I've had the, er, pleasure in the last few months of driving in a range of cars, most of which were rentals for various business trips. Every car is different, yet the basics such as how the steering wheel and gears work are very similar. How the lights work, mirror adjustments, the location of the parking brake, and where to find the gas cap -- they tend to fall into a handful of common locations. You can get into a car and within a few minutes drive it without much further thought.
But not its stereo system or navigation system. What a mess! You can expect half-dozen or more unmarked buttons that bear no resemblance to those in the next car, wildly different navigation UIs, and a poor ability to access music libraries from connected mobile devices where our music resides every time you get behind the wheel.
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Ford and Microsoft have done a lot of marketing for their joint Sync car stereo system, but after using it on a Focus, let me tell you it's the equivalent of DOS in a Windows 7 world, composed of nine buttons whose purpose is utterly unclear, unintuitive controls, and inconsistent operation with my smartphone. For example, it doesn't work with my smartphone's navigation app and won't play back the driving instructions through its speakers, though it passes through my music. My five-year-old midprice Sony car stereo does all of that better. For a device aimed at young people, Sync's clueless design makes you feel that you should be using eight-track tapes.
A Toyota Prius is little better. The UI is more intuitive, but it also suffers from incomplete integration. Hyundai's system is not bad for music and phone connections, but it really wants you to use its nav system. Based on my highly unscientific sampling, GM, Chrysler, Nissan, Mazda, and Honda seem disinterested, offering run-of-the-mill stereos.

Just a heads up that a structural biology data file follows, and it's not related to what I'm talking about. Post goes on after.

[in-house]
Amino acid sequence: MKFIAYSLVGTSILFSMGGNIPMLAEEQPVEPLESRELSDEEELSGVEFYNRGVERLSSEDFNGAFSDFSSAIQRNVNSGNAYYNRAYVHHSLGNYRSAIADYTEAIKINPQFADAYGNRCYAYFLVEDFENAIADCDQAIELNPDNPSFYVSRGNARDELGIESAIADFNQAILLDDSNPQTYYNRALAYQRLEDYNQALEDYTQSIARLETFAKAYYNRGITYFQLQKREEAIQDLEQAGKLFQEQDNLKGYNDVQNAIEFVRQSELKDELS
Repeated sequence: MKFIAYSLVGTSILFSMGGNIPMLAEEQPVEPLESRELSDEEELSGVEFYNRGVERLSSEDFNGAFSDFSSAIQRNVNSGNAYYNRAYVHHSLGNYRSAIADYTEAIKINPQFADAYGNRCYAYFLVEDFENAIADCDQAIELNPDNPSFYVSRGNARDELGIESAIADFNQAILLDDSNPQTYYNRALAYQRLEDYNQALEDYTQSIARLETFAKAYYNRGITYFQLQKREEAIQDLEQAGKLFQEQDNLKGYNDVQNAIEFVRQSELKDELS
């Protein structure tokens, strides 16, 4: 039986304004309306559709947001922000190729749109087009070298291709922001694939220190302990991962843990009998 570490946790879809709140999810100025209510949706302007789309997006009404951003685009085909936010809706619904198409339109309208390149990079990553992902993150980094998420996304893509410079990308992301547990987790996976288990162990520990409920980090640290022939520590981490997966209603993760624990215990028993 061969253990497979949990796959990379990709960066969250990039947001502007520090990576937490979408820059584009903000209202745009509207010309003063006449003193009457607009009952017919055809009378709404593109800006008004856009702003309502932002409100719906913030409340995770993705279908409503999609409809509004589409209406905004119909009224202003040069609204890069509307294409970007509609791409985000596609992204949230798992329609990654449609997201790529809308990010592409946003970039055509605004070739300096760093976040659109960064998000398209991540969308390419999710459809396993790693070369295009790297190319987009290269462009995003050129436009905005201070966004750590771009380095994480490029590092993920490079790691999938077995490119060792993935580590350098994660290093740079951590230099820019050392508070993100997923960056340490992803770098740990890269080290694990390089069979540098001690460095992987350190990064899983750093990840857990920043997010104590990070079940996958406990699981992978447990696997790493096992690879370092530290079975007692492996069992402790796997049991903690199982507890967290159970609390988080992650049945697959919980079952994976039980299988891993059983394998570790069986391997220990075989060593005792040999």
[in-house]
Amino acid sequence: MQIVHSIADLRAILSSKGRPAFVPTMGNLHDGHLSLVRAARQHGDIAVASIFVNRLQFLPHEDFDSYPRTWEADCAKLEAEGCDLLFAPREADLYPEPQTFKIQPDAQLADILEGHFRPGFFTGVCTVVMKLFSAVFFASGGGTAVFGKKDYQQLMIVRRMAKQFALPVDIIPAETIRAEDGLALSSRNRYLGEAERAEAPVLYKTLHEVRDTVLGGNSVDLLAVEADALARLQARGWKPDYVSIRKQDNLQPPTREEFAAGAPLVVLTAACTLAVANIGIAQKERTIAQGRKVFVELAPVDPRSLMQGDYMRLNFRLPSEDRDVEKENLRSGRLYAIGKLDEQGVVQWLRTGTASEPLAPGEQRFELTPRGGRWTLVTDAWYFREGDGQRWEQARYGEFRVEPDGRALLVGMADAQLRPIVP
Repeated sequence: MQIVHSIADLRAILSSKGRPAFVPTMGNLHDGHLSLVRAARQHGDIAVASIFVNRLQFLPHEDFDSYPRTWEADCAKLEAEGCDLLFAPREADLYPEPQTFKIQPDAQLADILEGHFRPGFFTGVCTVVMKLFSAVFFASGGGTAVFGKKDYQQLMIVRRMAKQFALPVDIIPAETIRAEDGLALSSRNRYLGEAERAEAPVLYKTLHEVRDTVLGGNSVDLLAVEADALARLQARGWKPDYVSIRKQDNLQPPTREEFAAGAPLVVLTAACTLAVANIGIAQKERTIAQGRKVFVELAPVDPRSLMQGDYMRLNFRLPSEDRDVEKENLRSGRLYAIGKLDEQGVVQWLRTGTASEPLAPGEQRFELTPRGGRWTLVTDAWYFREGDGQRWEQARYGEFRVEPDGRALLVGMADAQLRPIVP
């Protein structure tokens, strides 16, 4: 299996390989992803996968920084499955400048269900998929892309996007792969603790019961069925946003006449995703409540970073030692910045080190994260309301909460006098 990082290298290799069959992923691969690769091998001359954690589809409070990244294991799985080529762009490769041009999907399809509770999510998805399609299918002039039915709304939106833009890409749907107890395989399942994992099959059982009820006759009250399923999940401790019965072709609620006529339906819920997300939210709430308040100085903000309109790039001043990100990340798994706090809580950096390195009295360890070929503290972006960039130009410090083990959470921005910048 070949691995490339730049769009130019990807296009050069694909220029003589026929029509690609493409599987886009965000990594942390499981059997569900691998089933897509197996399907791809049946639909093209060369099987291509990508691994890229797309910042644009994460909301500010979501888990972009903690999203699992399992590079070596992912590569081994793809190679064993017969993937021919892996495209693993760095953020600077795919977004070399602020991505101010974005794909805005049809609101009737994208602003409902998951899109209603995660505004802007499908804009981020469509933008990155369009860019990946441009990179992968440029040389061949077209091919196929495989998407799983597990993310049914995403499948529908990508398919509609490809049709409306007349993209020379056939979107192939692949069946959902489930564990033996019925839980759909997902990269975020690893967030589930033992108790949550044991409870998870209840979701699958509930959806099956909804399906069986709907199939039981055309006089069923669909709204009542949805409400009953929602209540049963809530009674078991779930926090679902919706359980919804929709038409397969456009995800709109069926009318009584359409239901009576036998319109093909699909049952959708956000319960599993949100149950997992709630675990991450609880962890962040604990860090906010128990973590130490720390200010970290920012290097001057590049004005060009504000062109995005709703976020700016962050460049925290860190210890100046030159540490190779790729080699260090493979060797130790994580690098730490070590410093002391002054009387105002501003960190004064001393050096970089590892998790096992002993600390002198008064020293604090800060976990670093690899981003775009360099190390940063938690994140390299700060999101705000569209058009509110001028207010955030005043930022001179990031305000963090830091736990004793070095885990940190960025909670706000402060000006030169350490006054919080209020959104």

It's clear that most of the auto companies that offer more than a car stereo want to lock you into their interface and services -- as awful as they are. The rest don't care. The aftermarket stereo and nav systems are no better. Stuffed with even more buttons and light-show gewgaws, they're sure to keep your eyes off the road and may not work easily with your stuff. Add to that mix the split focus of also having to use a separate GPS unit in most vehicles, and you have to wonder what keeps our roads so relatively safe.
What did I find myself doing in all these vehicles? Putting on my Bluetooth headset to listen to music and hear my Navigon navigation app's directions from my iPhone, which I set in a cup holder so that I could glance at Navigon's directions screen while driving. It wasn't optimal, but it works much more simply than the built-in or aftermarket equipment, and I have some voice controls.